Patriots' first-quarter review: Cameron Fleming and a block party

Picked-up pieces from first-quarter review of the New England Patriots' 42-20 win against the Indianapolis Colts:

1. Rookie offensive tackle Cameron Fleming played 37 snaps as an eligible receiver/sixth offensive lineman and a good snapshot of what he brought to the attack was seen on his first snap (11:31) as he powerfully turned 2013 first-round draft choice Bjoern Werner to open the hole that running back Jonas Gray burst through for seven yards. Credit right guard Ryan Wendell with a pull and block on the play, too.

2. In the first quarter, the Patriots had four carries for 47 yards and a touchdown when Fleming was added as an eligible receiver/sixth offensive lineman.

3. Running back Shane Vereen's 18-yard run (10:20 remaining) in the gap between the right guard and right tackle doesn't happen if tight end Rob Gronkowski doesn't deliver a fine block on Erik Walden. This was a game in which Gronkowski blocked well, re-establishing himself as a powerful force in that area at different levels of the field (e.g. out in front on Julian Edelman's 25-yard end-around to plow through safety Mike Adams).

4. More dominant blocking by fullback James Develin, who kicked out linebacker Jerrell Freeman off the left side on a 16-yard run (9:52). A bit tougher to notice, but equally as important, was Fleming crashing down the line after aligning next to left tackle Nate Solder to collapse the Colts' defenders inside.

5. Left guard Dan Connolly's pull and block on Freeman, aided by straight ahead force from Wendell, helped create momentum on Gray's 4-yard touchdown run. Gray himself did a nice job to run with power, creating some of that on his own as well.

6. The second play, when Trent Richardson pounded into the line on a 1-yard run, reflected how the Patriots built a sturdy wall on defense and the downhill presence of linebackers Dont'a Hightower and Jamie Collins is showing up on film. The Colts had a tightly compact two-TE package with Dwayne Allen and Coby Fleener, but the Patriots matched in a traditional nickel (3 cornerbacks, 2 safeties). That personnel matchup should favor the offense, with two tight ends against a nickel defense. But the Patriots' nickel proved to be sturdy throughout against the run. Another example came on Rob Ninkovich's excellent dip to elude a blocker and tackle Ahmad Bradshaw for a 2-yard loss (:35).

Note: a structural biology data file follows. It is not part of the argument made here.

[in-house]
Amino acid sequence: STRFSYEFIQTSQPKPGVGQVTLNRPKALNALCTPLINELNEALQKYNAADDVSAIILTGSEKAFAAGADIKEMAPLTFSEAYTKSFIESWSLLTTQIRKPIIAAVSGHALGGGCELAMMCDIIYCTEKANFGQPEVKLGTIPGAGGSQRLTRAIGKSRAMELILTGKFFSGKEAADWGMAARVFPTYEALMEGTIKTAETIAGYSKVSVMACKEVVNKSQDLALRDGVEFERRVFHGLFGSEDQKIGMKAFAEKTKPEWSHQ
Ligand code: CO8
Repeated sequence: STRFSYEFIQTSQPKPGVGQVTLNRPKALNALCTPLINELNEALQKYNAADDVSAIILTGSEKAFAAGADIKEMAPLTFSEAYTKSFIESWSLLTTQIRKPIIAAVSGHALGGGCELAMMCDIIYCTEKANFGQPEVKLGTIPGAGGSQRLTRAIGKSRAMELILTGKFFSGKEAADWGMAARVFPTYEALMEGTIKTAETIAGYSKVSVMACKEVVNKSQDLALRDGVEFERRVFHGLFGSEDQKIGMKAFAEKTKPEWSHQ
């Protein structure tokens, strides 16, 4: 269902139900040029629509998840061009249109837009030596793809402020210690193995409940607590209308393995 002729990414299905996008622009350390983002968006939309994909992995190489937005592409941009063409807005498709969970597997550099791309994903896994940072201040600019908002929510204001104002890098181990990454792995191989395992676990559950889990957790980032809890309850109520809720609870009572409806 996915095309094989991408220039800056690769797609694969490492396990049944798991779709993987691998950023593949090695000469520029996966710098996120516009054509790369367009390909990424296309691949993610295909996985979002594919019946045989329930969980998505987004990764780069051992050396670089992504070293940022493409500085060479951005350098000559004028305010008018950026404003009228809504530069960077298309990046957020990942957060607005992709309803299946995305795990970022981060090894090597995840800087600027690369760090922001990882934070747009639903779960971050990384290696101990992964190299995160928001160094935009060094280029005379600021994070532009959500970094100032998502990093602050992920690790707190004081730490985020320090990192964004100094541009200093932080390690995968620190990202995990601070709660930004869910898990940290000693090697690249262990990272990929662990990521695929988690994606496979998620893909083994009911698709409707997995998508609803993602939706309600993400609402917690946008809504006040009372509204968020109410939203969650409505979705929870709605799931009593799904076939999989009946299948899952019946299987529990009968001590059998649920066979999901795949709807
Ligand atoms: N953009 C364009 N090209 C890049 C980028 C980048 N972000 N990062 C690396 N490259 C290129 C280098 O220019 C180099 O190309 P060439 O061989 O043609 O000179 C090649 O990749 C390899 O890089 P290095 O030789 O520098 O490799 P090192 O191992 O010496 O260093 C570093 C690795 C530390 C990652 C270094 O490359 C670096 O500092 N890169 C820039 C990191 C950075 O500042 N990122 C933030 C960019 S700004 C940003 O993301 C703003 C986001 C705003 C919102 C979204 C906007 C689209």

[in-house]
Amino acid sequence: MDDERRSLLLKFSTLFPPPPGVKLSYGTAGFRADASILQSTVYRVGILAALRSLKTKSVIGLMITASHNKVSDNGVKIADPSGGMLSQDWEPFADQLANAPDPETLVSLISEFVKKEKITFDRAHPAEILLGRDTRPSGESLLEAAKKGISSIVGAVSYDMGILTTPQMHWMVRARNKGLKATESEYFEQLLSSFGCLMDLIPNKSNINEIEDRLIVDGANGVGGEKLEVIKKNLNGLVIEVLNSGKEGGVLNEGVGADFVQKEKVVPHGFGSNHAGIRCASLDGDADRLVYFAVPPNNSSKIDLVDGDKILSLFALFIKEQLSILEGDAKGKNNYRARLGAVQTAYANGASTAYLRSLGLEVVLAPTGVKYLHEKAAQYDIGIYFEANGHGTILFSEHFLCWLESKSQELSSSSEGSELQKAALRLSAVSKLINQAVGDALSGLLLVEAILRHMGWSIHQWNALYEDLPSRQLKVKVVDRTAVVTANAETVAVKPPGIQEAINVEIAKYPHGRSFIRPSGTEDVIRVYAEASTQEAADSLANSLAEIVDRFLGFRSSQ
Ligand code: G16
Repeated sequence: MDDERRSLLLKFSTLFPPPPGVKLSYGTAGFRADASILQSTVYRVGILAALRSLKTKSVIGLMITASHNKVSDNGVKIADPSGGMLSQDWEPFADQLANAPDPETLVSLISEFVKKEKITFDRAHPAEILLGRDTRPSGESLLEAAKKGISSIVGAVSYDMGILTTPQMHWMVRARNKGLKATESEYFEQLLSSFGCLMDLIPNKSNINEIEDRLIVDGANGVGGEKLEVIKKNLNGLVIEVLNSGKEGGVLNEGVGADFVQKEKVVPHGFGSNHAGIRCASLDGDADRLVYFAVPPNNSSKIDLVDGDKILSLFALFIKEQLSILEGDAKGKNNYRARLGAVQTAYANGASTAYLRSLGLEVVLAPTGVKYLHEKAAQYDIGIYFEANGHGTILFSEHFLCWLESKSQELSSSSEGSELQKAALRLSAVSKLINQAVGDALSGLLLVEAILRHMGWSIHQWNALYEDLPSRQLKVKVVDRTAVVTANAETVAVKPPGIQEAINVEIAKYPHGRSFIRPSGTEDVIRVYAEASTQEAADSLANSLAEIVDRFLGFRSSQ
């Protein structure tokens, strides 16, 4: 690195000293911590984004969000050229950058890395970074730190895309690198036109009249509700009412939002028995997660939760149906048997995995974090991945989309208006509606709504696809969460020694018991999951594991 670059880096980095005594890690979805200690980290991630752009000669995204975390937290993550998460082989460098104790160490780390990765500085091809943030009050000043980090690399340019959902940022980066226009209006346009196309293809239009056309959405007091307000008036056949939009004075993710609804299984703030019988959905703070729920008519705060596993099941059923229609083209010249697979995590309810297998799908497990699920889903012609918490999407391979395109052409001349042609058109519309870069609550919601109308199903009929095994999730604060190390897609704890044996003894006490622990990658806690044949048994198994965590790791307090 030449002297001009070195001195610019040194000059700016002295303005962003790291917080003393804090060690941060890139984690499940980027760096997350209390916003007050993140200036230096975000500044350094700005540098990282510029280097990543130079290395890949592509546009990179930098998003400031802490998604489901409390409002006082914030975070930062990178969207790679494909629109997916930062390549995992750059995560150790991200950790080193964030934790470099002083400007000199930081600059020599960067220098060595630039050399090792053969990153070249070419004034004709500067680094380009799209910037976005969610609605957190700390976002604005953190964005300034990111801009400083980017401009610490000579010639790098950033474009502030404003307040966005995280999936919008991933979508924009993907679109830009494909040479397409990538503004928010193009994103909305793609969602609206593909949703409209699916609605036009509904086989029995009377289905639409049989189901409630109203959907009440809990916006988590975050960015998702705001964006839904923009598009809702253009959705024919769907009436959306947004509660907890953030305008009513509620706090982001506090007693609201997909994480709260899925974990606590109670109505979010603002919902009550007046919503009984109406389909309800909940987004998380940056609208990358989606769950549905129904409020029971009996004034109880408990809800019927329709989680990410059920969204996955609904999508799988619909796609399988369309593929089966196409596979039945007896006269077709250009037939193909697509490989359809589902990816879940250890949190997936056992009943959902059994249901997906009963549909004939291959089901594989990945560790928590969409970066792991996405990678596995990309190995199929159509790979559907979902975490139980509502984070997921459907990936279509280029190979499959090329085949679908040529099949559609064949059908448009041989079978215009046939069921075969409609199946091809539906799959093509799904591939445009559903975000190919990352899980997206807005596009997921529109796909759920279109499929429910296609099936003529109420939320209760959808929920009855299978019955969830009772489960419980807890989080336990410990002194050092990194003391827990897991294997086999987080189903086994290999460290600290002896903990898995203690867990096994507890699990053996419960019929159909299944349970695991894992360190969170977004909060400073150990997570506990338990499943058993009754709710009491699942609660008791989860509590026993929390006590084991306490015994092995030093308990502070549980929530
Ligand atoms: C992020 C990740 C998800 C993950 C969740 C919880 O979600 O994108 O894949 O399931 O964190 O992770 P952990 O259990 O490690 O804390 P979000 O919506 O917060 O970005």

7. Hightower was credited with a tackle on the first three plays of the game, with Collins assisting on two of them. That foreshadowed a productive day for both of them. Overall, Bill Belichick said he was pleased with the way the Patriots tackled and Hightower and Collins got things off on the right foot.

8. Opponents were 8 of 45 on third down against the Colts' defense at Lucas Oil Stadium entering Sunday's game. The Patriots finished 9 of 12 on third down in the game, and the first quarter saw them move the chains on third-and-7 (Edelman's 9-yard catch) and third-and-1 (Gray 20-yard run). On Edelman's catch, slot cornerback Darius Butler wasn't in the same zip code as Edelman, whose crisp route-running on his out-breaking route couldn't be matched.

9. On Reggie Wayne's 46-yard completion up the left side, it appeared to be a communication breakdown on defense, as cornerback Darrelle Revis passed him off, presumably thinking help would be there. It wasn't. Always tough to decipher why a play breaks down without knowing the call, but our guess on that one was that all 11 defenders weren't operating off the same script.

10. The Patriots picked their spots to bring additional rushers on Andrew Luck. One of the few times we saw it in the first quarter was on their third-and-8 red-zone stop when they aligned just one player in a three-point stance, and rushed five (incomplete pass in corner of the end zone, with Kyle Arrington in coverage). The Patriots were burned on a five-man pressure on Fleener's 20-yard catch (1:07).

11. To account for the Colts' "surprise" onside kicks, which they recovered against the Titans and Texans earlier in the season, the Patriots moved fullback Matthew Slater to the front line (fullback is a reference to his role as a lead blocker to the primary return man), adding a seventh player to the line that is usually comprised of six players.

12. On Edelman's right leg injury, it appeared he landed on one of the sticks (4:19). He played through it, but was more limited than he normally would be (season-low 35 snaps).

13. Tom Brady's interception to Brian Tyms reminded me of his long-bomb touchdown connection with Tyms against the Bills, as there were three defenders in the area and it was a competitive catch situation. The main difference: Brady was under pressure on this throw, a result of right tackle Sebastian Vollmer not holding his block. Because of that, Brady couldn't get all he needed to into the throw. Probably fair to say he should have taken the sack there.